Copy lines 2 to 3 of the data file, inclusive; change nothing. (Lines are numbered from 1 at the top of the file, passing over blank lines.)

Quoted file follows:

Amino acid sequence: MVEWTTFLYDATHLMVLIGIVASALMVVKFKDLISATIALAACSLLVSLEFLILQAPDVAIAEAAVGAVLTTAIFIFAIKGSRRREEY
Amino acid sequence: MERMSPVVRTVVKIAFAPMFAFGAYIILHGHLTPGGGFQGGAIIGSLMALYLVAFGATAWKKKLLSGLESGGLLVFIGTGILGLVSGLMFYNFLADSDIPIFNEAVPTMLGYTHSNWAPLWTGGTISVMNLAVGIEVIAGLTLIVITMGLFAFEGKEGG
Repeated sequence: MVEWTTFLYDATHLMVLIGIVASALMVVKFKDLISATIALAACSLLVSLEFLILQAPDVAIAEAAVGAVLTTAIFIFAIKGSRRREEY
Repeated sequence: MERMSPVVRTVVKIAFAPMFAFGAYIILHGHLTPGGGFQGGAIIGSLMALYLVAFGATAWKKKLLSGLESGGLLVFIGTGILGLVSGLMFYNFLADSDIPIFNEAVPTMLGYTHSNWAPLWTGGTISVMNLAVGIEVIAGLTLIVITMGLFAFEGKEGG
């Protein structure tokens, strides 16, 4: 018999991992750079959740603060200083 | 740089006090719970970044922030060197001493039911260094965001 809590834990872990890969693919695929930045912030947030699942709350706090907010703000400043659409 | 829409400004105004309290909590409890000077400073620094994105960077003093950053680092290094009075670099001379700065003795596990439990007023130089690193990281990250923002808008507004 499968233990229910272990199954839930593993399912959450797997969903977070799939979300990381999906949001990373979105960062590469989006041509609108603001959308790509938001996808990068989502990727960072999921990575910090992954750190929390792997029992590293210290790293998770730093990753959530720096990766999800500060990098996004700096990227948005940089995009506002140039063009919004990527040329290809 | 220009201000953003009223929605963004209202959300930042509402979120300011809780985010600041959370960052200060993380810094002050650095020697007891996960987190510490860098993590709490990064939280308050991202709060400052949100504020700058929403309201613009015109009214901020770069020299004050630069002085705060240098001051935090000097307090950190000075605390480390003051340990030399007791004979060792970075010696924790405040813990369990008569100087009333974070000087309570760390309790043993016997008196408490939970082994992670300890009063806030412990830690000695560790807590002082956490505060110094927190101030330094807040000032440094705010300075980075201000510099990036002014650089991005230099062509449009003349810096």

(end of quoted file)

Amino acid sequence: MERMSPVVRTVVKIAFAPMFAFGAYIILHGHLTPGGGFQGGAIIGSLMALYLVAFGATAWKKKLLSGLESGGLLVFIGTGILGLVSGLMFYNFLADSDIPIFNEAVPTMLGYTHSNWAPLWTGGTISVMNLAVGIEVIAGLTLIVITMGLFAFEGKEGG
Repeated sequence: MVEWTTFLYDATHLMVLIGIVASALMVVKFKDLISATIALAACSLLVSLEFLILQAPDVAIAEAAVGAVLTTAIFIFAIKGSRRREEY